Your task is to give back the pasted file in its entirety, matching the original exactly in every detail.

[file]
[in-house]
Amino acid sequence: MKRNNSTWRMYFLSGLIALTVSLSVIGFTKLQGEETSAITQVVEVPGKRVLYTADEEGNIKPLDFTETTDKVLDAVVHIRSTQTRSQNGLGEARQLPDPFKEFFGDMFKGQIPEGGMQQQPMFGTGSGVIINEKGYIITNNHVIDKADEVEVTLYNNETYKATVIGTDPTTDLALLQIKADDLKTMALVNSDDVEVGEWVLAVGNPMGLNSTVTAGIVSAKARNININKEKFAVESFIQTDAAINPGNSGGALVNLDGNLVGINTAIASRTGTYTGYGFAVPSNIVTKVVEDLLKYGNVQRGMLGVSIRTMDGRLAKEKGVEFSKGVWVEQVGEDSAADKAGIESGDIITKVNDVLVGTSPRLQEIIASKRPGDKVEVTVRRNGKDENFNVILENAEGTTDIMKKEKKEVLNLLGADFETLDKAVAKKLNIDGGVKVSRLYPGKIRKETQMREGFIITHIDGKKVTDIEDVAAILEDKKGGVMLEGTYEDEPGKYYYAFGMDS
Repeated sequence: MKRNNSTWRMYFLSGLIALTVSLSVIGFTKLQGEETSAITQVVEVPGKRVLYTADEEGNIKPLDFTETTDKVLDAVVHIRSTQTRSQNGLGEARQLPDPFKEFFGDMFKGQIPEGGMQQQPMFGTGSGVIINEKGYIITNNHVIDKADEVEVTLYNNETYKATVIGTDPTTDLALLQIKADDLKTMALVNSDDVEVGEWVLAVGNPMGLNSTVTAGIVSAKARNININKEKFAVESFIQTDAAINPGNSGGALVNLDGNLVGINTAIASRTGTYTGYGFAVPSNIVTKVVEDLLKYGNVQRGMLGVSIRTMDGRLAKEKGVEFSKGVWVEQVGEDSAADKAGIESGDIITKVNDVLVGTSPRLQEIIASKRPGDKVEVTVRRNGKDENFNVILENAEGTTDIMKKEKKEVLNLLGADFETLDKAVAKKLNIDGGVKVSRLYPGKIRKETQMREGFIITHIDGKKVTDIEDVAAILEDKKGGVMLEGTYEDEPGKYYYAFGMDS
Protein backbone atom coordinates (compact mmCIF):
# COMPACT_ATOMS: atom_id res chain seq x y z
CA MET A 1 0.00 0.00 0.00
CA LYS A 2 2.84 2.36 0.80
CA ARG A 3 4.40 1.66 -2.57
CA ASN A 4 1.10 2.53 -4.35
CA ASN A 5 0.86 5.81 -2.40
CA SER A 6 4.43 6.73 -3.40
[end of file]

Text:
[in-house]
Amino acid sequence: MKRNNSTWRMYFLSGLIALTVSLSVIGFTKLQGEETSAITQVVEVPGKRVLYTADEEGNIKPLDFTETTDKVLDAVVHIRSTQTRSQNGLGEARQLPDPFKEFFGDMFKGQIPEGGMQQQPMFGTGSGVIINEKGYIITNNHVIDKADEVEVTLYNNETYKATVIGTDPTTDLALLQIKADDLKTMALVNSDDVEVGEWVLAVGNPMGLNSTVTAGIVSAKARNININKEKFAVESFIQTDAAINPGNSGGALVNLDGNLVGINTAIASRTGTYTGYGFAVPSNIVTKVVEDLLKYGNVQRGMLGVSIRTMDGRLAKEKGVEFSKGVWVEQVGEDSAADKAGIESGDIITKVNDVLVGTSPRLQEIIASKRPGDKVEVTVRRNGKDENFNVILENAEGTTDIMKKEKKEVLNLLGADFETLDKAVAKKLNIDGGVKVSRLYPGKIRKETQMREGFIITHIDGKKVTDIEDVAAILEDKKGGVMLEGTYEDEPGKYYYAFGMDS
Repeated sequence: MKRNNSTWRMYFLSGLIALTVSLSVIGFTKLQGEETSAITQVVEVPGKRVLYTADEEGNIKPLDFTETTDKVLDAVVHIRSTQTRSQNGLGEARQLPDPFKEFFGDMFKGQIPEGGMQQQPMFGTGSGVIINEKGYIITNNHVIDKADEVEVTLYNNETYKATVIGTDPTTDLALLQIKADDLKTMALVNSDDVEVGEWVLAVGNPMGLNSTVTAGIVSAKARNININKEKFAVESFIQTDAAINPGNSGGALVNLDGNLVGINTAIASRTGTYTGYGFAVPSNIVTKVVEDLLKYGNVQRGMLGVSIRTMDGRLAKEKGVEFSKGVWVEQVGEDSAADKAGIESGDIITKVNDVLVGTSPRLQEIIASKRPGDKVEVTVRRNGKDENFNVILENAEGTTDIMKKEKKEVLNLLGADFETLDKAVAKKLNIDGGVKVSRLYPGKIRKETQMREGFIITHIDGKKVTDIEDVAAILEDKKGGVMLEGTYEDEPGKYYYAFGMDS
Protein backbone atom coordinates (compact mmCIF):
# COMPACT_ATOMS: atom_id res chain seq x y z
CA MET A 1 0.00 0.00 0.00
CA LYS A 2 2.84 2.36 0.80
CA ARG A 3 4.40 1.66 -2.57
CA ASN A 4 1.10 2.53 -4.35
CA ASN A 5 0.86 5.81 -2.40
CA SER A 6 4.43 6.73 -3.40